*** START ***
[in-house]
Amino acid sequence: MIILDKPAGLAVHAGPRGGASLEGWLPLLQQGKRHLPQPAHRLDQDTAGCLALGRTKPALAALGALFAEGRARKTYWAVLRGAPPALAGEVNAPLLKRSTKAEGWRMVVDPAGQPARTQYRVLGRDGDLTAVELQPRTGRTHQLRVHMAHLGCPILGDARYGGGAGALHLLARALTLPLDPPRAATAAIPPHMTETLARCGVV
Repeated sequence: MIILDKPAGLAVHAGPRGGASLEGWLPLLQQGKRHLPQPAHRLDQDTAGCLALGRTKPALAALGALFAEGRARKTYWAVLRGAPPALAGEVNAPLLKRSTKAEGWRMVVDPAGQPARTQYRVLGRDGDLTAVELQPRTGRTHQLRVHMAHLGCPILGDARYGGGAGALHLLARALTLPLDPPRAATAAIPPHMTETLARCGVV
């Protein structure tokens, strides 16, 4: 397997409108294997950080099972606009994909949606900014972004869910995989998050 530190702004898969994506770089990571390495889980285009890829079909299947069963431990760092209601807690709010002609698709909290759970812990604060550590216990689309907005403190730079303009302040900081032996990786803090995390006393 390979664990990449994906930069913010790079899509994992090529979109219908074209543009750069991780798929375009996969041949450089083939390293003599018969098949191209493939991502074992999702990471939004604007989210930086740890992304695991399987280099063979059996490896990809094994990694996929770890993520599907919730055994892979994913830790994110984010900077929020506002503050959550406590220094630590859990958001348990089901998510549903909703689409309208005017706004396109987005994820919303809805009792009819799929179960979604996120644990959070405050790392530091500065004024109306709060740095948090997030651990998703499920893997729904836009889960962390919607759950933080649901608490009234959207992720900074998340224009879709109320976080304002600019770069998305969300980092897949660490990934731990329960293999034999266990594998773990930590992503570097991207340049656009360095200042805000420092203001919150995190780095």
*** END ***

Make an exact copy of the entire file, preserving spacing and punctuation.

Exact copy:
[in-house]
Amino acid sequence: MIILDKPAGLAVHAGPRGGASLEGWLPLLQQGKRHLPQPAHRLDQDTAGCLALGRTKPALAALGALFAEGRARKTYWAVLRGAPPALAGEVNAPLLKRSTKAEGWRMVVDPAGQPARTQYRVLGRDGDLTAVELQPRTGRTHQLRVHMAHLGCPILGDARYGGGAGALHLLARALTLPLDPPRAATAAIPPHMTETLARCGVV
Repeated sequence: MIILDKPAGLAVHAGPRGGASLEGWLPLLQQGKRHLPQPAHRLDQDTAGCLALGRTKPALAALGALFAEGRARKTYWAVLRGAPPALAGEVNAPLLKRSTKAEGWRMVVDPAGQPARTQYRVLGRDGDLTAVELQPRTGRTHQLRVHMAHLGCPILGDARYGGGAGALHLLARALTLPLDPPRAATAAIPPHMTETLARCGVV
């Protein structure tokens, strides 16, 4: 397997409108294997950080099972606009994909949606900014972004869910995989998050 530190702004898969994506770089990571390495889980285009890829079909299947069963431990760092209601807690709010002609698709909290759970812990604060550590216990689309907005403190730079303009302040900081032996990786803090995390006393 390979664990990449994906930069913010790079899509994992090529979109219908074209543009750069991780798929375009996969041949450089083939390293003599018969098949191209493939991502074992999702990471939004604007989210930086740890992304695991399987280099063979059996490896990809094994990694996929770890993520599907919730055994892979994913830790994110984010900077929020506002503050959550406590220094630590859990958001348990089901998510549903909703689409309208005017706004396109987005994820919303809805009792009819799929179960979604996120644990959070405050790392530091500065004024109306709060740095948090997030651990998703499920893997729904836009889960962390919607759950933080649901608490009234959207992720900074998340224009879709109320976080304002600019770069998305969300980092897949660490990934731990329960293999034999266990594998773990930590992503570097991207340049656009360095200042805000420092203001919150995190780095």